IS 20th-century capitalism failing 21st-century society?
A call for a more responsible capitalism, members of the global elite debated that unusual question last Wednesday January 25 at the annual World Economic Forum.
There is a great difference, however, between being willing to talk about an issue and being ready to act. It is a difference between those who still believe that all governments can do is get out of the way and those who believe there is a real role for governments in first reviving our economies, and then setting the right rules for future success. The challenge therefore is not just to capitalism but also to politics. Governments must remember they are elected to serve the people, not the powerful lobbies who can pay for access or influence. Too often the real enemies of capitalism are some of the leading beneficiaries of the current model, which favors price-gouging cartels and consumer exploitation. As President Obama noted in his State of the Union address on Tuesday, it is neither socially nor economically sustainable for the wealthiest and most powerful to avoid paying their fair share. We are losing billions in revenues because of outdated rules that allow our richest citizens to keep their money in off-shore tax havens. Tax authorities need to know about income and wealth hidden behind front companies, trusts and other complex financial products. If these rules cannot be changed by international agreement, progressive governments should go ahead and do it themselves. As President Obama said in his State of the Union address, it is “common sense” to ask a billionaire to pay, proportionally, at least as much as his secretary in taxes.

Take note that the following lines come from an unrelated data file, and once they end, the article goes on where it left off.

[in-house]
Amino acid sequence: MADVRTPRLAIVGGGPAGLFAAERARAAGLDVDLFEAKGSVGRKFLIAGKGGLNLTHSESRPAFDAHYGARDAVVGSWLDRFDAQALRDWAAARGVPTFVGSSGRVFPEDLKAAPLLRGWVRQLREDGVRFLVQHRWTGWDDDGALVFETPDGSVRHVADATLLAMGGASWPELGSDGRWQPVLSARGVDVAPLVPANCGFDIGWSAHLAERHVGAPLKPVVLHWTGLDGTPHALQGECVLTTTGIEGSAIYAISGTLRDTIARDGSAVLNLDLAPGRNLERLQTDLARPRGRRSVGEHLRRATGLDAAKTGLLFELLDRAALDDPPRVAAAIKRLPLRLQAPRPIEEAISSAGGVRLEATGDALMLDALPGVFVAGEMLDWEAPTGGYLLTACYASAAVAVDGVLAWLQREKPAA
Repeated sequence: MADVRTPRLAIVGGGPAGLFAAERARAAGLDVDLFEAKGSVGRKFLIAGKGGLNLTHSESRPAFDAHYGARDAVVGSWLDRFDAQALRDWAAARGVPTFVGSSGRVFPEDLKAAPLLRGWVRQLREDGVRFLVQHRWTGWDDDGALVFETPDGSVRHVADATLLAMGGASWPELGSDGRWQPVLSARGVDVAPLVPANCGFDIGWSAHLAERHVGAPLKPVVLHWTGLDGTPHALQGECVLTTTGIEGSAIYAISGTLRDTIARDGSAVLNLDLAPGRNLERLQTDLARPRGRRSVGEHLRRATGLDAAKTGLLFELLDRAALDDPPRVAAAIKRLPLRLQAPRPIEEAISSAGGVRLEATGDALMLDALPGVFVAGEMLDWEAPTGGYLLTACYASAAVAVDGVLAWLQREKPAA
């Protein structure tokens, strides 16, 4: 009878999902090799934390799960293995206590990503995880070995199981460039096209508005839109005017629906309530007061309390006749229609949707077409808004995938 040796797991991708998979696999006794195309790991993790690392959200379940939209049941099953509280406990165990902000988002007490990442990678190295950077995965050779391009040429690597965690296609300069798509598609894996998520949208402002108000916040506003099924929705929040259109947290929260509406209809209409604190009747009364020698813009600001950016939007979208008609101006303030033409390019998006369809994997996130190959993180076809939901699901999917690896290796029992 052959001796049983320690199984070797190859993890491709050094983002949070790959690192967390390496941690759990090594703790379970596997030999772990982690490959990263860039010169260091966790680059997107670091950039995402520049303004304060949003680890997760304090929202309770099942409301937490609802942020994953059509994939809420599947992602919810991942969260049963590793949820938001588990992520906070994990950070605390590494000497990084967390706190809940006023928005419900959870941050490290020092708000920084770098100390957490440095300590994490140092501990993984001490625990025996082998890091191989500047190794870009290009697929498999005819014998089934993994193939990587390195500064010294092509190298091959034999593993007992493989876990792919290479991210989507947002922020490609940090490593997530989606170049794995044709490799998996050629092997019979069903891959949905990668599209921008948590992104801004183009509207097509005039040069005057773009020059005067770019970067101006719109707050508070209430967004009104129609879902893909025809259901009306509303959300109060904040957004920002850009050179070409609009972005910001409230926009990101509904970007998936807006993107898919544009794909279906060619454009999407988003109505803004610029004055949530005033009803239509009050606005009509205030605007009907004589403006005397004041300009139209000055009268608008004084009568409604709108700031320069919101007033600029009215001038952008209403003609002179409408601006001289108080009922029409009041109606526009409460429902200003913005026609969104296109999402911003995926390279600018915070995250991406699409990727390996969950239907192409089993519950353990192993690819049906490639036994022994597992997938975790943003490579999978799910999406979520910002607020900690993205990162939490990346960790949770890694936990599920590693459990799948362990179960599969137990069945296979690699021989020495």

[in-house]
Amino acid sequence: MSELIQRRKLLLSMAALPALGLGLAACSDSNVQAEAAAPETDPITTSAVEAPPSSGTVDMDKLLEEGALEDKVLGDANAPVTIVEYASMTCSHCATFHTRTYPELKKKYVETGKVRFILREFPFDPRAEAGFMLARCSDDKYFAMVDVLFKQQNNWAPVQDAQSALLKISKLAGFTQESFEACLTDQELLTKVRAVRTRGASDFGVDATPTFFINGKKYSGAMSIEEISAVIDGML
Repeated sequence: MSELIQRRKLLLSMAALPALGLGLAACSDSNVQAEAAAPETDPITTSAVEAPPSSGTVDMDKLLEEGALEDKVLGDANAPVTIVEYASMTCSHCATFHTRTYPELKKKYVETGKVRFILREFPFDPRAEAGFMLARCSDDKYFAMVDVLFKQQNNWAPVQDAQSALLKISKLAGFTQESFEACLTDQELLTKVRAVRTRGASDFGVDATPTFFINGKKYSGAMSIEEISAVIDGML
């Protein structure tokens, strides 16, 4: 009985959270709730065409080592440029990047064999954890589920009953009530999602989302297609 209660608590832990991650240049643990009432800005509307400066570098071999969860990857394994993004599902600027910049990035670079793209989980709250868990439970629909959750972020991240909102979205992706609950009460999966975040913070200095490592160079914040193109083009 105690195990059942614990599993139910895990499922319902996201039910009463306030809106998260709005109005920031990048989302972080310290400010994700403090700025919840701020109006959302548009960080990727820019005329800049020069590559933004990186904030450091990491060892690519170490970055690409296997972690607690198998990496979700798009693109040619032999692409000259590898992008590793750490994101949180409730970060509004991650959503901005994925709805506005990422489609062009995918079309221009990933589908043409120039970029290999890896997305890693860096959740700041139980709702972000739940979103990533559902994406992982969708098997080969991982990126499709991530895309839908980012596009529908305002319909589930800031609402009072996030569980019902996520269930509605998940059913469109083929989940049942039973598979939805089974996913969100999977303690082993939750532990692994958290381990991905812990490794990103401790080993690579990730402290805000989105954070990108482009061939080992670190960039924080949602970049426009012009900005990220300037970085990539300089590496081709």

Personally, I do not believe that any tax reform or similar project can change anything to the actual worldwide disastrous economic situation and worldwide increasing inequalities. To me, the real question is not so much whether 20th-century capitalism is failing 21st-century society but whether politics can rise to the challenge of changing a flawed economic model and I truly believe that for the next 40 years, tackling inequality will be our priority. In the next 40 years, changing the rules of capitalism will mean a radical change of government, adopting a global circular approach to economy rather than a national short-term approach, going from a national type of a government to a global type of government and, if we do not think about it now, do it now, mankind is heading toward deep troubled waters. Yes indeed, most of the world still prefers capitalism to socialism, but they think capitalism is immoral. The obscene gap between the rich and the non-rich is a shame on modern society and if there is anything to be remembered from the 1930s, it is that governments cannot shrug their shoulders and watch as their own people are consigned poverty and unemployment. Such an attitude will only lead to another World Wide War. I find it tragic and astonishing that some governments need to learn this lesson again when angry crowds, all over the world, are sending the clear message to our governments and corporations that they will not rest until the system has been corrected.
Yes indeed, desperation and is starting to attract more and more people.